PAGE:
Seems like blue skies are ahead for Aviator.

We order at the bar and find an open table to wait for our food and I spot the sign next to the side door. Written on a small chalkboard, “Grand Opening – March 4th.”

Since I started working in the Agile industry, I’ve started to see Agile and Lean thinking outside software development. Apparently, work followed me to pizza night. (more…)

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Technical Skills And The Product Owner

By Resalin Gurka | Jan 24, 2017 |  Article,  Product Owner,  Scrum

Product Owner Skills require a lot of multi-taskingProduct Owners are in high demand. Searching on Indeed for “Product Owner” pulled up 103 new jobs posted this month. While its existence is relatively new compared to a Product Manager, it’s gaining attention as Agile and Scrum begin to overtake traditional methods of building software and managing creating projects.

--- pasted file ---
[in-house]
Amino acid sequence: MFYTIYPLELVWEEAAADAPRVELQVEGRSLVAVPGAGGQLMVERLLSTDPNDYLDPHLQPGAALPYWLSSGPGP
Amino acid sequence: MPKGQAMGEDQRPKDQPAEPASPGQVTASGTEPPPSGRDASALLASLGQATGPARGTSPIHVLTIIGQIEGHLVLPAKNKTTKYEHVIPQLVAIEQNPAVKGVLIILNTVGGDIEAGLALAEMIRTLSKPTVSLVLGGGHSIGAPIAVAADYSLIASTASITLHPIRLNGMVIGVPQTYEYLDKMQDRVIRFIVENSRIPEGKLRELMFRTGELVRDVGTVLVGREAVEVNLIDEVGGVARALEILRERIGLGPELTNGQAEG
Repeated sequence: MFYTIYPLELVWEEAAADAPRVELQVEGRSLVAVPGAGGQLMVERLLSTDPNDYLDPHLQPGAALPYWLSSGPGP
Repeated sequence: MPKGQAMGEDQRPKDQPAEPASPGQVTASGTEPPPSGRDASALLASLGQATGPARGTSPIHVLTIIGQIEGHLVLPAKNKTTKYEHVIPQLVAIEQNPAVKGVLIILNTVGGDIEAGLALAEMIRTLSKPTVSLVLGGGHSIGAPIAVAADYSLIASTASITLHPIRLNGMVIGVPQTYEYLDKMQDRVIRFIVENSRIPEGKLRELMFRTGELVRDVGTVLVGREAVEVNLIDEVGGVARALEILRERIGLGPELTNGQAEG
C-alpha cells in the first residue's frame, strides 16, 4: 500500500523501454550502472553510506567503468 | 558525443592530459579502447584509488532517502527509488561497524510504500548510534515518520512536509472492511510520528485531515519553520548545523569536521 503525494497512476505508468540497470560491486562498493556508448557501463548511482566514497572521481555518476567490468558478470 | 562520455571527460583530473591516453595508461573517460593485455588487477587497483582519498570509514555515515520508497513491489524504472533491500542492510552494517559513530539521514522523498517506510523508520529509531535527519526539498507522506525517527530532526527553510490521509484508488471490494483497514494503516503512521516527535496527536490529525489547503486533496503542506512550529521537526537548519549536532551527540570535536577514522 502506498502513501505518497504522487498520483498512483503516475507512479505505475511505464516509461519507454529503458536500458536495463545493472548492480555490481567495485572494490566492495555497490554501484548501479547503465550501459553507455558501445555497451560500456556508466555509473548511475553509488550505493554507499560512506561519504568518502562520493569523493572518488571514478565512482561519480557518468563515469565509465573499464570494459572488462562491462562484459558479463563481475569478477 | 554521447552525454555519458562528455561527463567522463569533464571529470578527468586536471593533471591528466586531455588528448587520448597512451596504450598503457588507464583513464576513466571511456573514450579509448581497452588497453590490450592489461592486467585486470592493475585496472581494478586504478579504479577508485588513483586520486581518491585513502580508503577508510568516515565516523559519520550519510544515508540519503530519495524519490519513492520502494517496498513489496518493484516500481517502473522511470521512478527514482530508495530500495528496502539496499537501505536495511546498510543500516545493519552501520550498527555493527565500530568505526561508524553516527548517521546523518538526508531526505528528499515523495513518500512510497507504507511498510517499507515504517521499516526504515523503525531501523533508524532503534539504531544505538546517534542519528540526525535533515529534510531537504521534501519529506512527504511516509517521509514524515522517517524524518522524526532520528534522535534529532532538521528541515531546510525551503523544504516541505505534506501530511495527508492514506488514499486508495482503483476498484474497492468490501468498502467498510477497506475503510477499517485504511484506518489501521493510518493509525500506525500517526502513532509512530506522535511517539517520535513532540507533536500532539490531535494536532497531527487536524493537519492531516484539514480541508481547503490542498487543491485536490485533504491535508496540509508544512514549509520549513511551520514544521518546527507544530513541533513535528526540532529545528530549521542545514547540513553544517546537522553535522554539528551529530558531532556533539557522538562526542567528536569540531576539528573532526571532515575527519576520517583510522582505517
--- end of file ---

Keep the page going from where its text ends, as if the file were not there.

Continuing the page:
The Product Owner (PO) is responsible for creating the product vision and guiding the team as they work to make the vision a reality. They are the bridge between stakeholders, team, and the end users. It’s a job that requires a number of different hard and soft skills, from knowledge of Agile and Scrum to a Mama bear instinct to protect the product.

One of the most frequently asked questions in our CSPO classes is whether technical knowledge is required in a Product Owner role. The short answer is no, but the long answer is that technical skills are helpful, but not in the way you might think.